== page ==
Stay Stitching

December 7th, 2010

I’ve been working on a new pair of (badly needed) stays. They’re based on an 1858 pattern published in Godey’s under their Practical Dress Instructor department and I am following the directions to the letter. I spent a great deal of time — and used a lot of scrap upholstery fabric — making a paper pattern that fits me to a T.

Since the directions assume that you are already familiar with the fit and form of mid-19th century stays, I’ve also taken a few hints from the stay-making instructions in The Workwoman’s Guide. Learning, for instance, that the side seams of the stays should fall just a little bit towards the back of your actual side. But for the most part, I am sticking to the Godey’s directions for cutting out and making up.

It’s rather fascinating to make these stays according to the original directions. And it’s generated a few surprises. While The Workwoman explains how to sew a pair of stays with two layers of fabric plus a lining (fairly typical of modern 19th-century corset patterns and general wisdom, though the lining is not so common), the Godey’s pair are most definitely constructed from a single layer. They’re also sewn entirely by hand — this in 1858, by which time home sewing machines were certainly available. Though I begin to think sewing machines might not have been that widely used by home sewers in the 1850s; more on that another time. And the front halves of the stays are cut on the cross, aka bias.

Perhaps the most astounding discovery in this 1858 pattern though, is that they DO NOT OPEN IN THE FRONT. Yes, you read that correctly. These stays have a solid busk. In 1858. I rest my case. And it needs all the rest it can get, since I will soon have to learn how to lace myself up from behind…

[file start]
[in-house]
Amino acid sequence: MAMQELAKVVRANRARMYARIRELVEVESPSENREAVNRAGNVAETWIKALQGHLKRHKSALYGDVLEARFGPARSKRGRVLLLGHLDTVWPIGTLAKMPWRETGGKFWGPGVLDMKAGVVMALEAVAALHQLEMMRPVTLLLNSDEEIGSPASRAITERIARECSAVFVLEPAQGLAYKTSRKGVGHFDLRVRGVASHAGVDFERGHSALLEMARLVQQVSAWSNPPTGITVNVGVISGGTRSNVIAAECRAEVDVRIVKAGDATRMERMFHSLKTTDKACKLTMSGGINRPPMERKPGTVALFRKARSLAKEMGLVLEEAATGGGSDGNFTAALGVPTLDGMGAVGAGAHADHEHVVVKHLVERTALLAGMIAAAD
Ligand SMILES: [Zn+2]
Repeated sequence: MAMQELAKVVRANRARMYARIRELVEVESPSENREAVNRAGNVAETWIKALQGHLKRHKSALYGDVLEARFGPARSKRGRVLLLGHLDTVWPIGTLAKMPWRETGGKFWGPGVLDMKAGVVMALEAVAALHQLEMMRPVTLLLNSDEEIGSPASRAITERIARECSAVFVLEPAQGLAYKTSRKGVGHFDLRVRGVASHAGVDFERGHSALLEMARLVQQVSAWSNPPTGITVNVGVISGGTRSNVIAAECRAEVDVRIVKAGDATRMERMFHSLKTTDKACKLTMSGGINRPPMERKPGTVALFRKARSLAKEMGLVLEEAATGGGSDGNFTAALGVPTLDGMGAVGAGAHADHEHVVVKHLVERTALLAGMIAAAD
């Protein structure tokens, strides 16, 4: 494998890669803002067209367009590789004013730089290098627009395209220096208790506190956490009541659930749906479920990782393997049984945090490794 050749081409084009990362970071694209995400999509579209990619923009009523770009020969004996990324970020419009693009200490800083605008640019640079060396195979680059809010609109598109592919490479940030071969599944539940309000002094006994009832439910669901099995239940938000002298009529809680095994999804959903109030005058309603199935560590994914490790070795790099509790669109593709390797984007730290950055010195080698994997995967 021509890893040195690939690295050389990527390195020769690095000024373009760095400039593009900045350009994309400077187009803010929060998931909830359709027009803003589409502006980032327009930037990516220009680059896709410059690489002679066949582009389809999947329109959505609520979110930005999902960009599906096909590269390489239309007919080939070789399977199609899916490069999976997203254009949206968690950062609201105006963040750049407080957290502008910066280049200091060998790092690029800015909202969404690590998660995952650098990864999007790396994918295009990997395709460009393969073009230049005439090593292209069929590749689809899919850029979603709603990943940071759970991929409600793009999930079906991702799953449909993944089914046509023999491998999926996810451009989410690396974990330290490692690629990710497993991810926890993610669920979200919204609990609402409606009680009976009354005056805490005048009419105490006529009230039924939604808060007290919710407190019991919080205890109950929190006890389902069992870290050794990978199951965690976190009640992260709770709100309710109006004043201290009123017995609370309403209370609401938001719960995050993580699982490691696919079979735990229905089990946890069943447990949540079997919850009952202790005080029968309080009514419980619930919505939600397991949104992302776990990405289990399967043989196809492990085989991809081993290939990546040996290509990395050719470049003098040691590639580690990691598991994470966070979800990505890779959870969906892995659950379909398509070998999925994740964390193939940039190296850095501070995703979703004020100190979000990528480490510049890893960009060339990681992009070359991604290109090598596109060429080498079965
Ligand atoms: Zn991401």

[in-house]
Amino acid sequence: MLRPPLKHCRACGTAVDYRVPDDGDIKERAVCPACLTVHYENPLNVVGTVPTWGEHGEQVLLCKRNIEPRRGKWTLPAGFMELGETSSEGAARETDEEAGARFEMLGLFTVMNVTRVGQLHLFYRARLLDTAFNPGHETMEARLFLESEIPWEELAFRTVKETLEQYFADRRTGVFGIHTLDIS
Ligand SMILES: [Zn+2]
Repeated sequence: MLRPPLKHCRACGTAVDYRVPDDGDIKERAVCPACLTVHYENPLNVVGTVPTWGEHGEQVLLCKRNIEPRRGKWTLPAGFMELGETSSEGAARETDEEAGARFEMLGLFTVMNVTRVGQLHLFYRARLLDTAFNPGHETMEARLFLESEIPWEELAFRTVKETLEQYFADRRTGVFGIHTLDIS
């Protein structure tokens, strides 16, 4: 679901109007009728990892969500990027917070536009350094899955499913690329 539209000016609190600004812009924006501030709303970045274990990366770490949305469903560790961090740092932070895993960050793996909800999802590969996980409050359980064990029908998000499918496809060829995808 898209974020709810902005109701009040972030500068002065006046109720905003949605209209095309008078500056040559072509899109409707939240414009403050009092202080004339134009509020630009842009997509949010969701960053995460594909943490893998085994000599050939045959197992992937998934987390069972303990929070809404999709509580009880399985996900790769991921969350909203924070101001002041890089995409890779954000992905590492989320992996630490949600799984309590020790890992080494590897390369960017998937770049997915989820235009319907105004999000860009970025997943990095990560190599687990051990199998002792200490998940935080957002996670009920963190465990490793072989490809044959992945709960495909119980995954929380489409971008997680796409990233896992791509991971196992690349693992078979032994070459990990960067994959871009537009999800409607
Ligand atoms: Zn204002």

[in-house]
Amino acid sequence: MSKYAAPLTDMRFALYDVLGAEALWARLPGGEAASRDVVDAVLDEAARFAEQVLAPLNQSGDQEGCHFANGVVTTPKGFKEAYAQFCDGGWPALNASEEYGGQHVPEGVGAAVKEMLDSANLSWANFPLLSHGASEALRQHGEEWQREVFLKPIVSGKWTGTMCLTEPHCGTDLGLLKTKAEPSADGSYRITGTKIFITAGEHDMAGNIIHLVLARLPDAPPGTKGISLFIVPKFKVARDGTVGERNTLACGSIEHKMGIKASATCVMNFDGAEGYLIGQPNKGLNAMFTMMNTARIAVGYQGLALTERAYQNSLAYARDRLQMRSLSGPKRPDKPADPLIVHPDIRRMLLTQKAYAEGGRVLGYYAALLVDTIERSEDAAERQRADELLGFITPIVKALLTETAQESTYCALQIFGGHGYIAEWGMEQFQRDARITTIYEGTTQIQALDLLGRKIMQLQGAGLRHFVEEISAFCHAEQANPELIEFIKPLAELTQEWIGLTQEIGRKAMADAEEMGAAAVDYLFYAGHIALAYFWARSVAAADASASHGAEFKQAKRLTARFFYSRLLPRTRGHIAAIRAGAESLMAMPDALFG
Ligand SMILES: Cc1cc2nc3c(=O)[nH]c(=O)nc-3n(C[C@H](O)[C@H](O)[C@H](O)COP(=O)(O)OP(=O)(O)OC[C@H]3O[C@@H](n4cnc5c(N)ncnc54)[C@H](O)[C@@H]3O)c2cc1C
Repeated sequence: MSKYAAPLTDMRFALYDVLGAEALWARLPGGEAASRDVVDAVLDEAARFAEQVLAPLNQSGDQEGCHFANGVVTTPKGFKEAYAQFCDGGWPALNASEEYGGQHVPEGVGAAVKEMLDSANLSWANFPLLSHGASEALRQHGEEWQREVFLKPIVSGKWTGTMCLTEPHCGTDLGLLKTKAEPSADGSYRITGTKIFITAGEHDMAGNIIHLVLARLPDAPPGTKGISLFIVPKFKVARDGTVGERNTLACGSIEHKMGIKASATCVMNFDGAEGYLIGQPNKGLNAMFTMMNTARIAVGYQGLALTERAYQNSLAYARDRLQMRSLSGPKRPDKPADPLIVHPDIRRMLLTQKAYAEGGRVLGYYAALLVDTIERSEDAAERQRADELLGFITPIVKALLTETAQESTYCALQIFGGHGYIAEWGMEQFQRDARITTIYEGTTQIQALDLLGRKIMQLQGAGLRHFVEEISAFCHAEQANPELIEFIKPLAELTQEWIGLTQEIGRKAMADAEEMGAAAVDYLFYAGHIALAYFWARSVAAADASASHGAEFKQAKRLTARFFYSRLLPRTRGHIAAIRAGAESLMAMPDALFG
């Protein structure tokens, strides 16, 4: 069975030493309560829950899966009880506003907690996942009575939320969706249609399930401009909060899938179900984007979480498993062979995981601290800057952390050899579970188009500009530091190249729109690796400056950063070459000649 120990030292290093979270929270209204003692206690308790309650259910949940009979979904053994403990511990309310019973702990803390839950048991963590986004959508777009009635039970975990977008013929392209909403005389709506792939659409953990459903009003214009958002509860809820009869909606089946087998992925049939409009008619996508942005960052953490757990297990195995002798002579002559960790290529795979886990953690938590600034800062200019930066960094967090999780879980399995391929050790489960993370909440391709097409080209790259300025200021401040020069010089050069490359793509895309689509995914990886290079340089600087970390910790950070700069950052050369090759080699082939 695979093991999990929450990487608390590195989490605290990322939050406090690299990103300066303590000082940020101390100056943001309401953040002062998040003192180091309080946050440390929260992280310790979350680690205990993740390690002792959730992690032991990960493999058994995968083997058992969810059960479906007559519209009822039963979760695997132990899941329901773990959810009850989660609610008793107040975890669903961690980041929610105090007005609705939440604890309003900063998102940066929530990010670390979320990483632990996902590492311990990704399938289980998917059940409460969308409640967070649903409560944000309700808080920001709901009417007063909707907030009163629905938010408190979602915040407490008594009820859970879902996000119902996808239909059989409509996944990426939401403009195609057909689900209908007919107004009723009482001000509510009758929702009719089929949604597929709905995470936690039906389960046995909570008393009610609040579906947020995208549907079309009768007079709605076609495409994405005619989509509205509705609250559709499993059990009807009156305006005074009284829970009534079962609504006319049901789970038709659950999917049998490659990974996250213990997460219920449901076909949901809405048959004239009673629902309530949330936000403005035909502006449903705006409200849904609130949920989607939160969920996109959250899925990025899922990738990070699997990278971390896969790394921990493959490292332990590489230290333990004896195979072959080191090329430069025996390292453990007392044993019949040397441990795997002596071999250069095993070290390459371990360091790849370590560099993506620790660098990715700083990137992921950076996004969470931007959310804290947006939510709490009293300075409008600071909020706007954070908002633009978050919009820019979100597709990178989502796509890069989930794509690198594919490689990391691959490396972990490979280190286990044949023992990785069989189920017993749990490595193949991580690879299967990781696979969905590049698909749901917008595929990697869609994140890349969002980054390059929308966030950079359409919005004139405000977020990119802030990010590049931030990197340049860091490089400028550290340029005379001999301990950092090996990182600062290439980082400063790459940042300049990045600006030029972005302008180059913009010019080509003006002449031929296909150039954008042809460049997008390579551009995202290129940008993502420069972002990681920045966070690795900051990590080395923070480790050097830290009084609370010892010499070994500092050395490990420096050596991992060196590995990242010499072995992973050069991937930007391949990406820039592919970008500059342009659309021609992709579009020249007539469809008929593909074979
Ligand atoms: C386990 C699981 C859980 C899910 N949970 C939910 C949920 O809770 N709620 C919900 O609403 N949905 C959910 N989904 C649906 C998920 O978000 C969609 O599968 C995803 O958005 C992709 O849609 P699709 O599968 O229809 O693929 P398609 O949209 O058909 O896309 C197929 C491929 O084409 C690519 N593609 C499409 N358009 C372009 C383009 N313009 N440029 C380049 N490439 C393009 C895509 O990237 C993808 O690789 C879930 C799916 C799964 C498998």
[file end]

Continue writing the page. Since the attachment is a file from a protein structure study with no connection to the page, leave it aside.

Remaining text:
Here is the picture I snapped of my pattern pieces just after cutting them out. Please excuse the well-loved ironing board cover. And don’t laugh at my corset fabric choice. This is just a first try and it was already on hand (it came in a Madame Foy Skirt Supporting Corset Kit that I never made). I’m also planning to bone this version with zip ties. So there.

Stays Cut Out

  • Zoh says:

    Super weird — bias-cut corsetry!?! I guess it would probably be more comfortable if you had a strong enough fabric to be able to still hold its own somewhat even after being stretched out diagonally!

    Totally bizarre.

    Do you have a link to the 1858 pattern, or is it offline? I’d love to take a look!

  • eva says:

    Godey’s only has the front cut on the bias, but the Workwoman’s Guide (written 20 years prior) puts the entire thing on the bias! She claims it makes it “set better to the figure.” We shall soon see. And I will post the 1858 pattern/directions online shortly.

  • […] been making progress on my new stays. I’m proud to report that the bosom, hip, and stomach-gores are all neatly hand-sewn and […]

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